Q. For the first time, the American Cancer Society published a special analysis of childhood and adolescent cancer statistics as part of the Cancer Statistics and Cancer Facts & Figures publications. What are the major takeaways from these numbers?

A. The major takeaways from this report are the substantial progress that has been made in reducing the suffering and deaths from childhood cancers and the challenges that remain in fighting these cancers.

Q. What do all three reports point to as the most important steps every one of us can take to lower our risk of getting cancer in our lifetime?

A. First, quit smoking if you are a current smoker and do not start to smoke if you are not. Second, maintain a healthy body weight by engaging in regular physical activity and by consuming a healthy diet, with an emphasis on plant sources. Third, if you drink alcoholic beverages, limit consumption to no more than 1 drink per day if you are a woman and 2 drinks per day if you are a man. Fourth, avoid or minimize harmful sun exposure by staying in shelter between the hours of 10 a.m. and 4 p.m., by wearing wide brim hats or clothing, and by applying sunscreen of at least SPF 30; and fifth, stay current with your screening according to American Cancer Society recommendations.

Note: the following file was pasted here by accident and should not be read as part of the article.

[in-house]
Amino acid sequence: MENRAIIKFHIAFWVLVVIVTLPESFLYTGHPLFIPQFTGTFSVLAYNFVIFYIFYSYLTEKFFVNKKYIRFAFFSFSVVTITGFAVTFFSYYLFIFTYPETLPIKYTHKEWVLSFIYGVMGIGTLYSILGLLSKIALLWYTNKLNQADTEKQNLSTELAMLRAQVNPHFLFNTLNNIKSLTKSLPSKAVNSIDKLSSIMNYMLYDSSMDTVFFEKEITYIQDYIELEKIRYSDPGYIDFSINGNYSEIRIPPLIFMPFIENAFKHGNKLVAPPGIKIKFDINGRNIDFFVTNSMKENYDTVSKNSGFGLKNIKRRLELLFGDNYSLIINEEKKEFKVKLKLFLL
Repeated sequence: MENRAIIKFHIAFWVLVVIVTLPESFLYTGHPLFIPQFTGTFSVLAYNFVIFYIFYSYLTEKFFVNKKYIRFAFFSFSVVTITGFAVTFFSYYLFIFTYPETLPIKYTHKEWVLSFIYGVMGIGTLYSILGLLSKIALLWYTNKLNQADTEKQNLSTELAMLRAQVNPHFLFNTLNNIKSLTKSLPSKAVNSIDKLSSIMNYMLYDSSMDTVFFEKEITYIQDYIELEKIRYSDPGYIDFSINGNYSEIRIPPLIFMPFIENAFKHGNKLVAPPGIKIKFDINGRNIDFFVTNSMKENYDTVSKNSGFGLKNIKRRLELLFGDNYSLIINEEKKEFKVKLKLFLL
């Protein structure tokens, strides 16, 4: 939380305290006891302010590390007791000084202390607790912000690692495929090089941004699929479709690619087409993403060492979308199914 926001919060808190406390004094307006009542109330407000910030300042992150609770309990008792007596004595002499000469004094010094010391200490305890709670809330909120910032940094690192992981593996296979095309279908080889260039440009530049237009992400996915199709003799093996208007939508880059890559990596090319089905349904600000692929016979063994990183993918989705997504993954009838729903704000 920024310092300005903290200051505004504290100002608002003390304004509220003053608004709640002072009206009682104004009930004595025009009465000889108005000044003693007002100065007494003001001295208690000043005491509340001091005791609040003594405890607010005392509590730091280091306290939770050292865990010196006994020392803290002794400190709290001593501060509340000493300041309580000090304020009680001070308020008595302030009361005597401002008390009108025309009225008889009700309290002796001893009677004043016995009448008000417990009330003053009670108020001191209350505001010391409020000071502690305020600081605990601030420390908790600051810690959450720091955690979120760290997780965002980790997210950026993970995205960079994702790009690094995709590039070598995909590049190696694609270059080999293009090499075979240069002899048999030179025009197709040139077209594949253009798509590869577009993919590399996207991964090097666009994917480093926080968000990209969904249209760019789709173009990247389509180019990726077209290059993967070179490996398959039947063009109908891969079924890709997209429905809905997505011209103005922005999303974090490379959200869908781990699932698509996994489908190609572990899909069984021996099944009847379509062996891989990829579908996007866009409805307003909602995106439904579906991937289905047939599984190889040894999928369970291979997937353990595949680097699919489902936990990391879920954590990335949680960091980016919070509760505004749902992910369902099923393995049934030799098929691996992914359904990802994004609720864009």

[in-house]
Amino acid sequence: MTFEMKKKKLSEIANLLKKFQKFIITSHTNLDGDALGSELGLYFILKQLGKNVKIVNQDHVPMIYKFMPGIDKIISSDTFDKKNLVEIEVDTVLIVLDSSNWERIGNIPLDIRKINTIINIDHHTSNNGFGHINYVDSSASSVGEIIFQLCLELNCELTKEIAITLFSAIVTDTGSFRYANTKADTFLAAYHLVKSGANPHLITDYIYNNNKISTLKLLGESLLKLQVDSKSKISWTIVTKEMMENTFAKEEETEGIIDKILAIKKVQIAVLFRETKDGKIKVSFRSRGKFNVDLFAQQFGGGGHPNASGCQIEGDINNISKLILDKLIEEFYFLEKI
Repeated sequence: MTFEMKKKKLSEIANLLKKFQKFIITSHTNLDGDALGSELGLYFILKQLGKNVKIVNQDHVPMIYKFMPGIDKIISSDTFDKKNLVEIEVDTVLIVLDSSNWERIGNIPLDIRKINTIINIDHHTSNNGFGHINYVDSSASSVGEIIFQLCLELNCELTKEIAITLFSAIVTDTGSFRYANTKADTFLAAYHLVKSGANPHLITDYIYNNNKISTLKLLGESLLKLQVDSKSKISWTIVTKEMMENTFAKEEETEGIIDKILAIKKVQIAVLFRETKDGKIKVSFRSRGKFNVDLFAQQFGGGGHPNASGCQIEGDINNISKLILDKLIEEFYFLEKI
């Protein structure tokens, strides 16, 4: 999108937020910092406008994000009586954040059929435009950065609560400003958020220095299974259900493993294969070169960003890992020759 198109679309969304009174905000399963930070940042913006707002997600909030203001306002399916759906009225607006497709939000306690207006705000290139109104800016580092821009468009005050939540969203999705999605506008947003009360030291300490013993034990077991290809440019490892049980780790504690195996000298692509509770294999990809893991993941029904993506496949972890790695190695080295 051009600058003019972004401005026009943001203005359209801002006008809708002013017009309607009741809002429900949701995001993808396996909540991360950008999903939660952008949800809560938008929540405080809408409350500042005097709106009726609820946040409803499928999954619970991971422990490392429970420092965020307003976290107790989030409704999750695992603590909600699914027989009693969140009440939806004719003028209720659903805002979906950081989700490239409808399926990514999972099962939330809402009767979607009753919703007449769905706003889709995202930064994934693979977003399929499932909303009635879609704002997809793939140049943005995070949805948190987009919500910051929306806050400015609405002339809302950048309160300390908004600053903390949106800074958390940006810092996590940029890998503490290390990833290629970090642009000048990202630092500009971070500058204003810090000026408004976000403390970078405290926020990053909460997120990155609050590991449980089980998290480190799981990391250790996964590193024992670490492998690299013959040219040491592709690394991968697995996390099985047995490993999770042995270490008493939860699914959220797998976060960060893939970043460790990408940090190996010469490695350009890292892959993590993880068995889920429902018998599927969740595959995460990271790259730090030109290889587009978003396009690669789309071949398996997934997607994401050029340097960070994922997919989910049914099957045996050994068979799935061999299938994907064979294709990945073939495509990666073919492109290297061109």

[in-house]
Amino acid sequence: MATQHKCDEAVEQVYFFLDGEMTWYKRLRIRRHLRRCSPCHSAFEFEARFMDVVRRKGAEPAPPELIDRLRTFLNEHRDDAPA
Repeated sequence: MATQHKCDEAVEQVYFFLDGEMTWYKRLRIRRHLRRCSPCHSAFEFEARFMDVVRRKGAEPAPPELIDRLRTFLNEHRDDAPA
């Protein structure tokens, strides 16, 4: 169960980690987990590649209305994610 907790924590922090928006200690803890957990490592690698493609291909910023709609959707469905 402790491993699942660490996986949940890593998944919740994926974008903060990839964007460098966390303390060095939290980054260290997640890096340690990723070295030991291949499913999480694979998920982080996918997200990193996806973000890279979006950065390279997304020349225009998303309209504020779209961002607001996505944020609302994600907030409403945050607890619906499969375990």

Q. Lastly, but importantly, what do the reports tell us about the areas of research that could have the most significant impact in cancer prevention (and/or treatment)?

A. In the short term I think research on how best to apply the existing knowledge in cancer prevention and control across all populations could have the most significant impact in accelerating the reduction in cancer death rates. However, we need more research to identify risk factors and discover early detection methods and treatment for various cancers to sustain and further accelerate the progress in cancer death rates.